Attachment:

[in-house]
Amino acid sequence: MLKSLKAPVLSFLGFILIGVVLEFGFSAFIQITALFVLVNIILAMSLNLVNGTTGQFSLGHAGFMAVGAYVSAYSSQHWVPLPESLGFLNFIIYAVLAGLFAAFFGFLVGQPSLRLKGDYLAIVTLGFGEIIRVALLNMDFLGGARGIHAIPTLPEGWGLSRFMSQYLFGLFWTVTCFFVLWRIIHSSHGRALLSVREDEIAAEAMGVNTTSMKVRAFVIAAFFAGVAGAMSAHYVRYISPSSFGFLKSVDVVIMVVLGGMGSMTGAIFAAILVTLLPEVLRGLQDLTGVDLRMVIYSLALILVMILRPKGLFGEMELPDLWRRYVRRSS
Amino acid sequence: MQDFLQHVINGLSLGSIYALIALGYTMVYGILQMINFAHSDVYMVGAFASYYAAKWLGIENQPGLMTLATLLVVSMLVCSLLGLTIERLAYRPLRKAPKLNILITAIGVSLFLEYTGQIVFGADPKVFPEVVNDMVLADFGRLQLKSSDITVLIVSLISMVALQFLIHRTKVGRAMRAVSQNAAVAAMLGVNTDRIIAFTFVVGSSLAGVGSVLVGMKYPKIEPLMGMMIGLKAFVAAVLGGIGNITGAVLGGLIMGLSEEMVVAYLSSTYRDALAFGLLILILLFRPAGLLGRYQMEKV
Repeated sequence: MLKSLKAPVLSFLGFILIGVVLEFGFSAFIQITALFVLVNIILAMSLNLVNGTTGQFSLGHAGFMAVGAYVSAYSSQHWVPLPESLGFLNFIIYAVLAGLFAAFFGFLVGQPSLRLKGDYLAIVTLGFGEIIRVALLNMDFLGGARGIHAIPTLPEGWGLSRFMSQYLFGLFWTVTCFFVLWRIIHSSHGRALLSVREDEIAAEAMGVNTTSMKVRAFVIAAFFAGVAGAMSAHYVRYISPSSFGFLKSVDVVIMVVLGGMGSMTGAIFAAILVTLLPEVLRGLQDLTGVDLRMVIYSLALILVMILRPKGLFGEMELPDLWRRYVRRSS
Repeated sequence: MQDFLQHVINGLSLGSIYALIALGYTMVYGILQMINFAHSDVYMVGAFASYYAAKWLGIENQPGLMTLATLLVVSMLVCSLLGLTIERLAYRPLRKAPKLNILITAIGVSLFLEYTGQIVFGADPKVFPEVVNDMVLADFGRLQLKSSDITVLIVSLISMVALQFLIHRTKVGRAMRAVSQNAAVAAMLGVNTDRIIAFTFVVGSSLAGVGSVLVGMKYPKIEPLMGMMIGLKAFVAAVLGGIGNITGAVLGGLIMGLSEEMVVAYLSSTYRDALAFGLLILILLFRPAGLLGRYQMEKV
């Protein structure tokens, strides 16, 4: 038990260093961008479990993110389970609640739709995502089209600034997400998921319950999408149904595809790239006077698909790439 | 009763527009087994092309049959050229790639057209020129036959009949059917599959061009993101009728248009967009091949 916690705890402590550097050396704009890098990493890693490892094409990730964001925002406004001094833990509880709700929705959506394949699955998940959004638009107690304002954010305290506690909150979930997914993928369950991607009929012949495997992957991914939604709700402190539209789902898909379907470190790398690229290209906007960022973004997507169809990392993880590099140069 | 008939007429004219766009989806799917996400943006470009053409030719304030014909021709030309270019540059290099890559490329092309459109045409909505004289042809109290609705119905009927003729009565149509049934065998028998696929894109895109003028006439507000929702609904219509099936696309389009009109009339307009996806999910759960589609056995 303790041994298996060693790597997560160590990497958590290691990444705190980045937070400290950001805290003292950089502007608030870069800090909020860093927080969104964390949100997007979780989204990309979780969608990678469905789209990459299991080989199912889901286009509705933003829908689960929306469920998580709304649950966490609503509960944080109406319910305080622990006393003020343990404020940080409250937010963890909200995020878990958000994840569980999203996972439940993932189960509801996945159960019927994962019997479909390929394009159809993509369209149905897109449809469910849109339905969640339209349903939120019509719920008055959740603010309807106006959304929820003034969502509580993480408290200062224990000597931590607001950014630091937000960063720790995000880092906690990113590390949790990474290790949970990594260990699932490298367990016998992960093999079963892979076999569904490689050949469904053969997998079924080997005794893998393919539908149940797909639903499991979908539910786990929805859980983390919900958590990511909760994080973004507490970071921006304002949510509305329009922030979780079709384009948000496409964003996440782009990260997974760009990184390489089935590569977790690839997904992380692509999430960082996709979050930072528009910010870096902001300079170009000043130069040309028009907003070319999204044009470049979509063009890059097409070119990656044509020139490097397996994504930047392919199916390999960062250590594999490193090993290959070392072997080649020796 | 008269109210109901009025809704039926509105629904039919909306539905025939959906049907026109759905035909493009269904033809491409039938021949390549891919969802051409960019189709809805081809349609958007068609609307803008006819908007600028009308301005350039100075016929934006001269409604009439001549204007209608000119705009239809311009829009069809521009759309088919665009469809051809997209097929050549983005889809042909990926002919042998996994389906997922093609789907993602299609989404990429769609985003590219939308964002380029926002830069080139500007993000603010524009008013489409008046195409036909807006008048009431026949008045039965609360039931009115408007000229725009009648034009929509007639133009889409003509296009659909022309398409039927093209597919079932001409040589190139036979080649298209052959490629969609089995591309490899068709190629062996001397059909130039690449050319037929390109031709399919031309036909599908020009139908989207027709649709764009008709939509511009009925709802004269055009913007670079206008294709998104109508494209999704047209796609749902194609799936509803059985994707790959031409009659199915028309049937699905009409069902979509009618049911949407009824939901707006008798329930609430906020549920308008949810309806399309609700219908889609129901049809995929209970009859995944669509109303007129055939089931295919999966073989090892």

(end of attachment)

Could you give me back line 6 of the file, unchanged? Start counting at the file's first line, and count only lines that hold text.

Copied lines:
């Protein structure tokens, strides 16, 4: 038990260093961008479990993110389970609640739709995502089209600034997400998921319950999408149904595809790239006077698909790439 | 009763527009087994092309049959050229790639057209020129036959009949059917599959061009993101009728248009967009091949 916690705890402590550097050396704009890098990493890693490892094409990730964001925002406004001094833990509880709700929705959506394949699955998940959004638009107690304002954010305290506690909150979930997914993928369950991607009929012949495997992957991914939604709700402190539209789902898909379907470190790398690229290209906007960022973004997507169809990392993880590099140069 | 008939007429004219766009989806799917996400943006470009053409030719304030014909021709030309270019540059290099890559490329092309459109045409909505004289042809109290609705119905009927003729009565149509049934065998028998696929894109895109003028006439507000929702609904219509099936696309389009009109009339307009996806999910759960589609056995 303790041994298996060693790597997560160590990497958590290691990444705190980045937070400290950001805290003292950089502007608030870069800090909020860093927080969104964390949100997007979780989204990309979780969608990678469905789209990459299991080989199912889901286009509705933003829908689960929306469920998580709304649950966490609503509960944080109406319910305080622990006393003020343990404020940080409250937010963890909200995020878990958000994840569980999203996972439940993932189960509801996945159960019927994962019997479909390929394009159809993509369209149905897109449809469910849109339905969640339209349903939120019509719920008055959740603010309807106006959304929820003034969502509580993480408290200062224990000597931590607001950014630091937000960063720790995000880092906690990113590390949790990474290790949970990594260990699932490298367990016998992960093999079963892979076999569904490689050949469904053969997998079924080997005794893998393919539908149940797909639903499991979908539910786990929805859980983390919900958590990511909760994080973004507490970071921006304002949510509305329009922030979780079709384009948000496409964003996440782009990260997974760009990184390489089935590569977790690839997904992380692509999430960082996709979050930072528009910010870096902001300079170009000043130069040309028009907003070319999204044009470049979509063009890059097409070119990656044509020139490097397996994504930047392919199916390999960062250590594999490193090993290959070392072997080649020796 | 008269109210109901009025809704039926509105629904039919909306539905025939959906049907026109759905035909493009269904033809491409039938021949390549891919969802051409960019189709809805081809349609958007068609609307803008006819908007600028009308301005350039100075016929934006001269409604009439001549204007209608000119705009239809311009829009069809521009759309088919665009469809051809997209097929050549983005889809042909990926002919042998996994389906997922093609789907993602299609989404990429769609985003590219939308964002380029926002830069080139500007993000603010524009008013489409008046195409036909807006008048009431026949008045039965609360039931009115408007000229725009009648034009929509007639133009889409003509296009659909022309398409039927093209597919079932001409040589190139036979080649298209052959490629969609089995591309490899068709190629062996001397059909130039690449050319037929390109031709399919031309036909599908020009139908989207027709649709764009008709939509511009009925709802004269055009913007670079206008294709998104109508494209999704047209796609749902194609799936509803059985994707790959031409009659199915028309049937699905009409069902979509009618049911949407009824939901707006008798329930609430906020549920308008949810309806399309609700219908889609129901049809995929209970009859995944669509109303007129055939089931295919999966073989090892």